The NRA's core message takes a turn towards culture-war zealotry

The NRA-ILA Leadership Forum in Louisville, Ky. on May 20, 2016. (Photo by Mark Peterson/Redux for MSNBC)
The NRA-ILA Leadership Forum in Louisville, Ky. on May 20, 2016.

The National Rifle Association released an odd video in June, complaining bitterly about American news organizations, public schools, popular culture, Barack Obama, and progressive activism. The diatribe made no mention of guns or the rights of firearm owners, which was probably not an accident: the NRA's central focus has apparently begun to shift away from its core mission.

This seemed equally obvious on Friday, when the far-right group released a follow-up online video, which also starred spokesperson Dana Loesch, and which also put a spotlight on the NRA's broad, new objectives.

"We the people have had it. We've had it with your narratives, your propaganda, your fake news. We've had it with your constant protection of your Democrat [sic] overlords, your refusal to acknowledge any truth that upsets the fragile construct that you believe is real life. And we've had it with your pretentious, tone-deaf assertion that you are in any way truth or fact-based journalism."Consider this the shot across your proverbial bow. We are going to fisk he New York Times and find out just what 'deep, rich' means to this old, gray hag, this untrustworthy, dishonest rag that has subsisted on the welfare of mediocrity for one, two, three, more decades. We're going to laser-focus on your so-called 'honest pursuit of truth.' In short, we're coming for you."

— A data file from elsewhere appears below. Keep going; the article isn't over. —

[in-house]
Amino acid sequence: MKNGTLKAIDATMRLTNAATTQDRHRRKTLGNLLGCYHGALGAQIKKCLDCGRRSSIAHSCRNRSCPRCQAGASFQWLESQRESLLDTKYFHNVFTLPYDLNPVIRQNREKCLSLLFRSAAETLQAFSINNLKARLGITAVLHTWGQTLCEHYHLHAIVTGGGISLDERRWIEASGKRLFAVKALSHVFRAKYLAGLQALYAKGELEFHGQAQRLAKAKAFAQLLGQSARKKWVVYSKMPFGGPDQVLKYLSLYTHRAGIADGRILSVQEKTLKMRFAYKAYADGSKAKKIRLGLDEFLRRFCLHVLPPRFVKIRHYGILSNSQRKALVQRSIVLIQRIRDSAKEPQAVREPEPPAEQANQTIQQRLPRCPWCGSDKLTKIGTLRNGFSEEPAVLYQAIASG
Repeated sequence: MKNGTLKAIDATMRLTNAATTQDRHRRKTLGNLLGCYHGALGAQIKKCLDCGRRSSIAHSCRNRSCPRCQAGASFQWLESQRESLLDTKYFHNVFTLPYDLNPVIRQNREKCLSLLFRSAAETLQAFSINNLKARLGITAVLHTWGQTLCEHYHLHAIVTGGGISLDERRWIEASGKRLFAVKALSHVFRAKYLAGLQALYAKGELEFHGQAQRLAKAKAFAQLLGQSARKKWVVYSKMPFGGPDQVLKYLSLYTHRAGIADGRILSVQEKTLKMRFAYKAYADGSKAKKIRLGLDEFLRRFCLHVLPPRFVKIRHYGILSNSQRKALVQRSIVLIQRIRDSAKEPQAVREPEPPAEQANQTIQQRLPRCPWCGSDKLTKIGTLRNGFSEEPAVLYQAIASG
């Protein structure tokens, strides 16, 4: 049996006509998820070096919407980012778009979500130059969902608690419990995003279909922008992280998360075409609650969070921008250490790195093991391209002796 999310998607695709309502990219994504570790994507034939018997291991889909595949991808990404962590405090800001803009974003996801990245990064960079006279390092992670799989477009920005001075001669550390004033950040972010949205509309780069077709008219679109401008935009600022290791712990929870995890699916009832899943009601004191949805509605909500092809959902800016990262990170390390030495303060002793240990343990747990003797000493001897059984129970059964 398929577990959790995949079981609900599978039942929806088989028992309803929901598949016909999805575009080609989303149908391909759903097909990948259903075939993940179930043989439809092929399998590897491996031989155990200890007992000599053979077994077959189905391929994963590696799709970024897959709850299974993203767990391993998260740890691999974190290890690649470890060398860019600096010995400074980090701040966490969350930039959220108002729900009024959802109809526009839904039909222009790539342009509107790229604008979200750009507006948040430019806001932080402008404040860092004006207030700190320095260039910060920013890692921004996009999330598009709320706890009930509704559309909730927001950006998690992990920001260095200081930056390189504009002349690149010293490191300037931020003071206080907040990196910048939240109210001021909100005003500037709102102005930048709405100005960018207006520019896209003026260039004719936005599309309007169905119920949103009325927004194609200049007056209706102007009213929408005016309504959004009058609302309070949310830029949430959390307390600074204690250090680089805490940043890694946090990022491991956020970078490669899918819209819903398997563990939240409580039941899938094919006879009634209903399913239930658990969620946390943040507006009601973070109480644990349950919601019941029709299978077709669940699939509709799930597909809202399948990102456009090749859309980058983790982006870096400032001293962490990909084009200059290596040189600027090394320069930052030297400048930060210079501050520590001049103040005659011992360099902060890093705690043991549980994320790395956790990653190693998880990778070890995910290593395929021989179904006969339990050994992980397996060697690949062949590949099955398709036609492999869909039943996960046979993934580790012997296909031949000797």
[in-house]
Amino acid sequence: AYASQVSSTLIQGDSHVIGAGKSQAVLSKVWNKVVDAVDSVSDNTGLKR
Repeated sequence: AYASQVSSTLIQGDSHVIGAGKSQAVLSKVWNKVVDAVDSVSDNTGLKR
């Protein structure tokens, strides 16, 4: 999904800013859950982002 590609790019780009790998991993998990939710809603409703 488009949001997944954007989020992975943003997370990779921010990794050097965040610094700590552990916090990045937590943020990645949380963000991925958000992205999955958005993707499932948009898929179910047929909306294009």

After the video was released, Loesch said phrasing such as "we're coming for you" shouldn't be seen as a threat of physical violence. Others appear to have had alternate interpretations.

Note, however, that the NRA once again made no mention of guns, ammunition, personal safety, or the Second Amendment, even in passing. Watching the video in isolation, free of context, and one might assume it was created by some far-right media watchdog, not the nation's premier organization committed to firearm ownership.

And that's because in 2017, the lines for the NRA have become blurred.

There's no great mystery here. As we discussed a few months ago, the NRA has found itself in the strange position of having succeeded too much: the group's allies run the White House, Congress, most of the nation's gubernatorial offices, and state legislatures. If the NRA has thrived in recent years by making its members terrified, that window is now closed: even the most paranoid Americans won't believe that federal laws are on the way banning guns.

That sense of comfort, however, won't encourage anyone to grab their checkbooks and send donations to the NRA, so the organization apparently believes a wider focus is necessary. You may not fear the president or Congress, the argument goes, but you should resent major news organizations and the culture you've come to resent.

And the proper way to express that frustration, evidently, is to align one's self with the NRA, which is standing by now to accept your generous contribution.

The NRA's transition from Second Amendment protections to culture-war zealotry happened gradually, and it now appears to be effectively complete.